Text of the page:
The best efforts of sales agents and advertisers proved ineffective, however, against experience. Soldiers quickly became disillusioned with the gear, and for good reason.
With knapsacks on their backs and guns in hand, privates lugged about 50 pounds as they marched. Depending on the model, the vests added another six to 12 pounds. On a long, fast-paced march under a sweltering August sun, the extra weight of a metal vest was simply too much.
When a New Hampshire troop marched through Washington in October 1862, onlookers witnessed how fatigue had overtaken fear of enemy bullets. As the regiment paraded down Pennsylvania Avenue before going off to the war, the troops halted just as they reached the White House. The men equipped with bulletproof vests that had been a source of pride back in Concord declared that they would rather face Southern bullets than carry the gear any farther—and tossed the bulky armor into the gutter.
More significantly, the stigma of cowardice attached itself to those wearing the vests. In February 1862, Colonel Patrick R. Guiney of the 9th Massachusetts Volunteers promised his wife he would consider wearing one. Two days later, he reported the vest did not fit comfortably under his coat but noted another, more significant problem. “Bullet proofs are looked upon as indicating timidity, if not cowardice,” he confided to his wife, Jennie. “Don’t think I will have one anyhow.”
Confederates mocked those wearing vests for suffering from the “Yankee chills,” but Southerners used the gear as well—sometimes without the imputation of cowardice. At the Battle of Corinth, Colonel William P. Rogers, commander of the 2nd Texas, put on an armored vest and entered the fray. After experiencing close-quarter combat and hellish gunfire, Rogers fell, mortally wounded. He had been hit at least seven times—too frequently for any bulletproof vest to protect him. On the orders of Union General William S. Rosecrans, Rogers was buried with full honors near where he fell.
Advertisements boasted the vests could withstand a bullet fired from a pistol from 10 paces, and could protect one from the ravages of a rifle bullet fired from a distance of 40 rods. The vests could shield a soldier from the cut of a saber and undoubtedly stunned sword-wielding combatants whose blades encountered hard steel rather than flesh and bone. But in other contexts, the vests offered little protection. Guns fired at close range still proved deadly. Even if the bullet didn’t pierce the armor, the impact would be fatal. The vests also offered no protection against artillery. Nothing could protect soldiers hit by large projectiles.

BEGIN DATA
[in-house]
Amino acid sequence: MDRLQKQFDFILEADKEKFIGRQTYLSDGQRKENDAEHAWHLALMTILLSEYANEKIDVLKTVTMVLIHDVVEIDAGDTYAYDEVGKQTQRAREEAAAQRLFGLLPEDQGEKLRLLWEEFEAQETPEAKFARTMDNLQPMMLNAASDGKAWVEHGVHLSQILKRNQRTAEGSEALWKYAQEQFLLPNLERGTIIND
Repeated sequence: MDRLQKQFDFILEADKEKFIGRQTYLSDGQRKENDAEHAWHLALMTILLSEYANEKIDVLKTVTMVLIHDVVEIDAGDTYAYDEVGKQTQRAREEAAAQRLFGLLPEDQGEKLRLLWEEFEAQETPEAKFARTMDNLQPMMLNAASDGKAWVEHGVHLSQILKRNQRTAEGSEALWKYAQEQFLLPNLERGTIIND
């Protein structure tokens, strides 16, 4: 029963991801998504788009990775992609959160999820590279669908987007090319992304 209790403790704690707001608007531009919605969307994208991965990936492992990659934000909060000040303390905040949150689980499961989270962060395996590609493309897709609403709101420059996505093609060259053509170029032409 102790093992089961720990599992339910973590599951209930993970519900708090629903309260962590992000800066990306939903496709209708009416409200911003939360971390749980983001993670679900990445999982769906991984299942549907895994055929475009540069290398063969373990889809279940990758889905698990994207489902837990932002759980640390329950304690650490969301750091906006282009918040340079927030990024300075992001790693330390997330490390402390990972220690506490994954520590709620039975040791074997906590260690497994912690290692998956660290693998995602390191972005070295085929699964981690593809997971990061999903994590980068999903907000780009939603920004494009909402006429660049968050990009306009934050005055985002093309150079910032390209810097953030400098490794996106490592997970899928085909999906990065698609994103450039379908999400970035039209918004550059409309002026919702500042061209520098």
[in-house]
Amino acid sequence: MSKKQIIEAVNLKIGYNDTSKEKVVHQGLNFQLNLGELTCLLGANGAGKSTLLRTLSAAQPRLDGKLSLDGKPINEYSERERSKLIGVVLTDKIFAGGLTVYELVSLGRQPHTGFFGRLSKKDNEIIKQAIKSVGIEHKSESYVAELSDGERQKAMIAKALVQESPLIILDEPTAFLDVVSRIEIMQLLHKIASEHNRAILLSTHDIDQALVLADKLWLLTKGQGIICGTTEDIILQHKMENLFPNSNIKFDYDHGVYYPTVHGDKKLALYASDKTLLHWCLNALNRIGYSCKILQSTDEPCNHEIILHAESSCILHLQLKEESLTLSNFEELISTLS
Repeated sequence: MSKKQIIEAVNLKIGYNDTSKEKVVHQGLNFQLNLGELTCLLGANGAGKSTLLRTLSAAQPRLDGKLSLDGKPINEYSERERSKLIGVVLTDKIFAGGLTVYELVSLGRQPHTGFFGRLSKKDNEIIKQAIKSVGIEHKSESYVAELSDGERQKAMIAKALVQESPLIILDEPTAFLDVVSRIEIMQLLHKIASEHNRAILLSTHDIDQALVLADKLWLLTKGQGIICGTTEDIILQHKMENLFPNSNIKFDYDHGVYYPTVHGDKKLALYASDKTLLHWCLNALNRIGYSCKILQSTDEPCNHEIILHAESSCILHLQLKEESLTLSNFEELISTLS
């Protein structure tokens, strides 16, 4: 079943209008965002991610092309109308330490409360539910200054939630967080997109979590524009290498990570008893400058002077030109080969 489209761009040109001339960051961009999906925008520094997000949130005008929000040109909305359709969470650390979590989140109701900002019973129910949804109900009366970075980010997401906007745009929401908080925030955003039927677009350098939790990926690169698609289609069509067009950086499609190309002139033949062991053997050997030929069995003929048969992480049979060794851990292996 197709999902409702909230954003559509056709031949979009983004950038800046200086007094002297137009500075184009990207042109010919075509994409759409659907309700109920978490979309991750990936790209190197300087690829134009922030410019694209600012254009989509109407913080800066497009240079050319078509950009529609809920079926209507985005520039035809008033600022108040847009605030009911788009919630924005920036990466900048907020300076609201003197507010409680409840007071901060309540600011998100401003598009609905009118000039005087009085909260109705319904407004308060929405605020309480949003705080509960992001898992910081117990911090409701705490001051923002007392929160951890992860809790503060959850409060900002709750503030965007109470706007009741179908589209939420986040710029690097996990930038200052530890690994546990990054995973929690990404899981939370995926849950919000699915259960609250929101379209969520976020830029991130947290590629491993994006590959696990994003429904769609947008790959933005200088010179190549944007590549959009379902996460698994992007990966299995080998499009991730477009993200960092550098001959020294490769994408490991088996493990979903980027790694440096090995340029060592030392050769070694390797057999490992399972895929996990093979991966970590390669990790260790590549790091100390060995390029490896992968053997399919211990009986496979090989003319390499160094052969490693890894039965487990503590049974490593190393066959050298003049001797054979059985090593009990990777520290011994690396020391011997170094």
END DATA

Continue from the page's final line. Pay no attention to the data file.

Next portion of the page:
It was the responsibility of the Inspector General’s Office to assure that sutlers sold troops quality merchandise at reasonable prices, but sharp-dealing merchants often provided shoddy equipment. A private with the 6th Connecticut recounted how his commanding officer discovered a swindler in camp selling tin-armored vests to unsuspecting troops. “He straightway made a half dozen bullet holes in the tin armor, required the fellow to return the money to the dupes, and sent him to the guardhouse.”
In May 1865, Union General Joshua Chamberlain made a heartbreaking discovery that testified to the limits of the protection the vests offered. Chamberlain and his men had stopped to camp near Hanover Court House in Virginia. Around midnight, Chamberlain awoke. His tethered horse was unsettled and pawed at the earth. Searching the ground, Chamberlain discovered an eerie sight—half-buried human skeletal remains scattered throughout the pines. Armor breastplates with initials carved in them were found among the bones. The vests failed to save the lives of those who wore them, but they helped identify some of the dead.
At the outset of the war, bulletproof vests seemed a godsend to many, but it would be decades before body armor won wide acceptance among the troops it was designed to protect.
A retired regional planner whose ’51 Chevy pickup reflects his passion for antiques and history, David McCormick has written for Northeast Antiques, Antiqueweek and Back Home in Kentucky.
Originally published in the March 2010 issue of America’s Civil War. To subscribe, click here.